Swansea continued to have much of the possession, but Minnesota was dangerous on the break. Furthermore, towards the end of the half, Minnesota was able to retain possession and keep the ball in Swansea's end. This may have been as much due to Swansea's lack of ideas moving forward as much as Minnesota's skill, but this is not a team that plays for the counterattack because they have to. 


This game was a great demonstration of Minnesota's depth. By the end of the game, few of Minnesota's regular starters were on the field. Despite this, Minnesota fielded a very productive side. 

Vicentini was very good getting the ball forward, though he wasn't quite as solid as Pitchkolan in the midfield. Michael Reed was very quick and willing to go forward. Furthermore, his long term shots were optimistic, and some were very nearly in: kept out only by Fabianski's diving saves. 

Greg Jordan was, for me, the man of the match. His movement was brilliant, his tackles intelligent, and he had great vision. He drew a number of fouls, as well as a few cards (for Swansea players), and won headers consistently. Based on his play in this match, I see no reason he should not be starting, save if his fitness is an issue. To that, he was unavailable on Thursday due to a lower leg issue. 

Ramirez hasn't scored a goal in the past two matches. While he had chances against Carolina, he was unable to capitalize, and he was very ineffective against Swansea. His movement was not particularly great, but I'm not panicking yet- one game does not a habit make. It's also important to realize that his play in the Spring season was likely above Ramirez' average, and we may see some regression to the mean in the fall. 

Not enough good things can be said about Jonjo Shelvey. He stood out, and played the general for his side, and played it effectively. They were unable to find the back of the net, but Minnesota was defensively competent, and Swansea is just adjusting to a new roster. Further, their inability to find the final passes are, from what their fans have told me, pretty typical for the side. 

On that note- I thoroughly enjoyed the discussions I had with Swansea supporters last night- just generally a great group of folks, and I hope our squads have a chance to meet again. 

Minnesota's next match is on Saturday, August 2 against the Ottowa Fury. The match is in TCF Bank Stadium, and follows EPL Champions Manchester City vs. Greek champions Olympiakos. I unfortunately will be out of town during the match, but I believe Bill MK will be there, so keep an eye on The Relegated, and keep an ear to the ground regarding MNUFC coverage.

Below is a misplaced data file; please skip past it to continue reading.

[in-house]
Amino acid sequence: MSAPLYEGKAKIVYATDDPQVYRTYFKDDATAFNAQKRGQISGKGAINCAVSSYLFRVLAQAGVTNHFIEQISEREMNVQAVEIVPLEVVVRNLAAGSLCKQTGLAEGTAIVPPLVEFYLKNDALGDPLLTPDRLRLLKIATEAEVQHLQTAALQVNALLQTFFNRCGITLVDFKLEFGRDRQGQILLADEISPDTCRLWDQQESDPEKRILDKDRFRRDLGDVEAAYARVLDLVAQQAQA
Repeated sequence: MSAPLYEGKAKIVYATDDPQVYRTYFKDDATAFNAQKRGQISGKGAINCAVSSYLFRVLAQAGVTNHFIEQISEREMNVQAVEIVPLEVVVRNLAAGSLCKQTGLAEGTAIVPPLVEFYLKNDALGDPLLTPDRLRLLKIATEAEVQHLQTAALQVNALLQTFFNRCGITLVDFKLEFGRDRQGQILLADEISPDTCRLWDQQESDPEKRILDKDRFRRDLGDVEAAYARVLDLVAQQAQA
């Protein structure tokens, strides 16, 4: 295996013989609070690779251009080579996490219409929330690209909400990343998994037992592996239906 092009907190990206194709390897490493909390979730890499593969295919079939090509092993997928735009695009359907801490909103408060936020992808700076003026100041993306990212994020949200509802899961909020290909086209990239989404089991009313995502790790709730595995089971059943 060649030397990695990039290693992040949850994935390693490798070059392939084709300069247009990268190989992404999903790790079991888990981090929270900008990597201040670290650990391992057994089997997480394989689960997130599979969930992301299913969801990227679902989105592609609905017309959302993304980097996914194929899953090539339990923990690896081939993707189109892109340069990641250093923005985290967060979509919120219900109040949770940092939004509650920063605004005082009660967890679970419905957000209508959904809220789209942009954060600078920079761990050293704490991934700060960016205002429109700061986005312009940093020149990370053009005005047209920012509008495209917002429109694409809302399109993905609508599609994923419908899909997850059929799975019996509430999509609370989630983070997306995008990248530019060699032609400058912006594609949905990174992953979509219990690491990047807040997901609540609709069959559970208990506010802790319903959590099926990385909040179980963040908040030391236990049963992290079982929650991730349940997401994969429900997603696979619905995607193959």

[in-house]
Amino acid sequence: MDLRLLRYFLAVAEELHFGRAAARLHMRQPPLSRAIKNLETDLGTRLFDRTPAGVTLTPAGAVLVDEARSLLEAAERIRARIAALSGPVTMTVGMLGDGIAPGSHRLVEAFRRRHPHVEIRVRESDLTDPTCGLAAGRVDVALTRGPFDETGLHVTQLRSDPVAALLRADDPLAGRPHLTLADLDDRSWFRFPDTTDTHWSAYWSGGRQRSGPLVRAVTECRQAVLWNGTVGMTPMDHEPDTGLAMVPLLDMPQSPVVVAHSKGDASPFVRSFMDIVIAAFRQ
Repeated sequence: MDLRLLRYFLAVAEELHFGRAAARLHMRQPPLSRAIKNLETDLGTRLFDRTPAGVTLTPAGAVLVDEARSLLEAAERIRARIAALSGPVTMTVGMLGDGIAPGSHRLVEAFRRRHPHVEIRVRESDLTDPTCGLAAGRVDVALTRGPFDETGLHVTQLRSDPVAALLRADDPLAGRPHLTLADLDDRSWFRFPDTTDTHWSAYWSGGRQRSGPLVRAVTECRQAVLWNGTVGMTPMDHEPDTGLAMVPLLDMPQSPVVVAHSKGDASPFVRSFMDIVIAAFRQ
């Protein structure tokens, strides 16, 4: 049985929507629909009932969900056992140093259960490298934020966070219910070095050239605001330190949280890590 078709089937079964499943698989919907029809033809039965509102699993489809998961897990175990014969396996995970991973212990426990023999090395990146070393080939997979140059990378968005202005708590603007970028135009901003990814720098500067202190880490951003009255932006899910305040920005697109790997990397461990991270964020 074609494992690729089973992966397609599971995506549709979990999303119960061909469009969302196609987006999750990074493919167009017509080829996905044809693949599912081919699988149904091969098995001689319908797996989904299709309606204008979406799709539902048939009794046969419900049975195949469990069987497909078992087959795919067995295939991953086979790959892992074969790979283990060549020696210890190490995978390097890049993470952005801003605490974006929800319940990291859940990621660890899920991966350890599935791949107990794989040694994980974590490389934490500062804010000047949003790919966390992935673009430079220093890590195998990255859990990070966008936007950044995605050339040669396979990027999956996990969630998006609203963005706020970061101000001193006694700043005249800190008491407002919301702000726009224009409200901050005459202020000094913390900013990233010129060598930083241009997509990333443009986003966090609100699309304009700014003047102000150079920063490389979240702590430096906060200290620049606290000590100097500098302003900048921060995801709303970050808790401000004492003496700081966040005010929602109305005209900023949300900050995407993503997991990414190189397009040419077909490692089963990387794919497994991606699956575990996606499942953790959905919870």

Friday, July 18, 2014

Minnesota Improve to 2-0, Defeat Carolina 1-0

Image courtesy of Minnesota United FC


Last night's game was fantastic! It featured some very nice play by Minnesota United, and was a great win for the team. Let's take an in-depth look:

Lineup and Tactics:

Minnesota, being without Greg Jordan and Pablo Campos due to Injury, put Omar Daley into the starting lineup. Mitch Hildebrandt started in goal. Justin Davis was at left back, with Kevin Venegas on the right, and Calvano and Dias in the center. The midfield was anchored by Aaron Pitchkolan and Floyd Franks in the center, with Daniel Mendes on the right wing and Omar Daley on the left. Miguel Ibarra and Christian Ramirez tag-teamed up front as dual strikers.

The formation was, fundamentally, a 4-4-2, but that does a disservice to the style of play United employed. The only five players who truly played their position consistently were Hildebrandt in goal (duh), and the "spine" of the field: Franks and Pitchkolan in the midfield, Calvano and Dias at the back. United used, to a large extent, was is called "total football," that is: players were very free to float and take up space.

This was especially noticeable in the midfield: when one of the wing-players (Daley or Mendes) would journey forward, one of the center-mids would drop back a bit. This floating strategy could also be seen from the play of the strikers: it was not uncommon to see Ibarra drop back to collect the ball from Dias or Calvano, and make a long run to return to the front. There was a stretch of 2-3 minutes when Ramirez ended up on the right wing.

This is both good and bad. On the plus side, having that mobility in their players allowed United to maintain possession very well, and allowed their creative players to journey forward when they saw an opportunity. The downside is that it can force players to play positions which they aren't as familiar with: Ramirez very nearly gave away the ball at midfield while playing on the wing. While that wouldn't be a problem if he were up top, it is more problematic to give the ball away at the center line.

That said: the tactic worked very well in terms of creating scoring chances: Minnesota had a number of great shots and scoring opportunities; they were simply unable to take advantage of them.

With all that said, let's look at the game itself:

First Half:

The first half began with Carolina aggressively coming forward and creating a few scoring chances. Hildebrandt, Calvano, and Dias were able to keep the ball from the twice, however. After the first 2-3 minutes, the game took the pace that it would hold for most of the game: Minnesota having lots and lots of possession, often in Carolina's half, but struggling to find the final passes to create a goal. When Carolina would win possession, they would rarely get past the midfield line. Minnesota employed a very high press throughout the game, catching Carolina offsides multiple times. There were long stretches of time where the only player in Minnesota's half was Mitch Hildebrandt.

Much of the first half was spent with Minnesota passing around, trying to find a way into the net, with Carolina chasing the ball. Minnesota was finally able to break through with a low, driven corner kick that found Dias, and then Mendes tapped it in for the lone goal. It's hard to see on the replay: there was a lot of ping-ponging around, and even  the crowd took a second to realize MNU had scored.

The rest of the first half passed, much as the early did: lots of MNU possession, but few great scoring chances.